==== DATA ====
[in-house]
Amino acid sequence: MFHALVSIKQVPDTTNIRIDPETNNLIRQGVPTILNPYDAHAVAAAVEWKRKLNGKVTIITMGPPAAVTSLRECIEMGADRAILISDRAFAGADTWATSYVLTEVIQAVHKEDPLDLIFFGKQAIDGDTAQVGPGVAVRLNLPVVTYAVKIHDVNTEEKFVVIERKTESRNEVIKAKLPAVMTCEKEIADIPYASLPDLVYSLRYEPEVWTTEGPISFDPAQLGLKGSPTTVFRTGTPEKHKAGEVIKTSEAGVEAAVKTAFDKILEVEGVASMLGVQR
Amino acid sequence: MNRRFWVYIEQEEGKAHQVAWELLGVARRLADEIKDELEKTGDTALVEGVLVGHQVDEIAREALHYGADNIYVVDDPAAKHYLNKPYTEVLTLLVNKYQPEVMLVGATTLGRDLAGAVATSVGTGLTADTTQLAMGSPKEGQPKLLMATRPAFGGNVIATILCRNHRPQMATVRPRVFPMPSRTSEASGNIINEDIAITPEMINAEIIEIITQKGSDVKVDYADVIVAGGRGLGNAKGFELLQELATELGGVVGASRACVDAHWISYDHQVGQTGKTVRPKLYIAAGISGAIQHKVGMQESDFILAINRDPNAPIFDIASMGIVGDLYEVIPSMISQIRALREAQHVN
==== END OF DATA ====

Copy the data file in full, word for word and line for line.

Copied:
[in-house]
Amino acid sequence: MFHALVSIKQVPDTTNIRIDPETNNLIRQGVPTILNPYDAHAVAAAVEWKRKLNGKVTIITMGPPAAVTSLRECIEMGADRAILISDRAFAGADTWATSYVLTEVIQAVHKEDPLDLIFFGKQAIDGDTAQVGPGVAVRLNLPVVTYAVKIHDVNTEEKFVVIERKTESRNEVIKAKLPAVMTCEKEIADIPYASLPDLVYSLRYEPEVWTTEGPISFDPAQLGLKGSPTTVFRTGTPEKHKAGEVIKTSEAGVEAAVKTAFDKILEVEGVASMLGVQR
Amino acid sequence: MNRRFWVYIEQEEGKAHQVAWELLGVARRLADEIKDELEKTGDTALVEGVLVGHQVDEIAREALHYGADNIYVVDDPAAKHYLNKPYTEVLTLLVNKYQPEVMLVGATTLGRDLAGAVATSVGTGLTADTTQLAMGSPKEGQPKLLMATRPAFGGNVIATILCRNHRPQMATVRPRVFPMPSRTSEASGNIINEDIAITPEMINAEIIEIITQKGSDVKVDYADVIVAGGRGLGNAKGFELLQELATELGGVVGASRACVDAHWISYDHQVGQTGKTVRPKLYIAAGISGAIQHKVGMQESDFILAINRDPNAPIFDIASMGIVGDLYEVIPSMISQIRALREAQHVN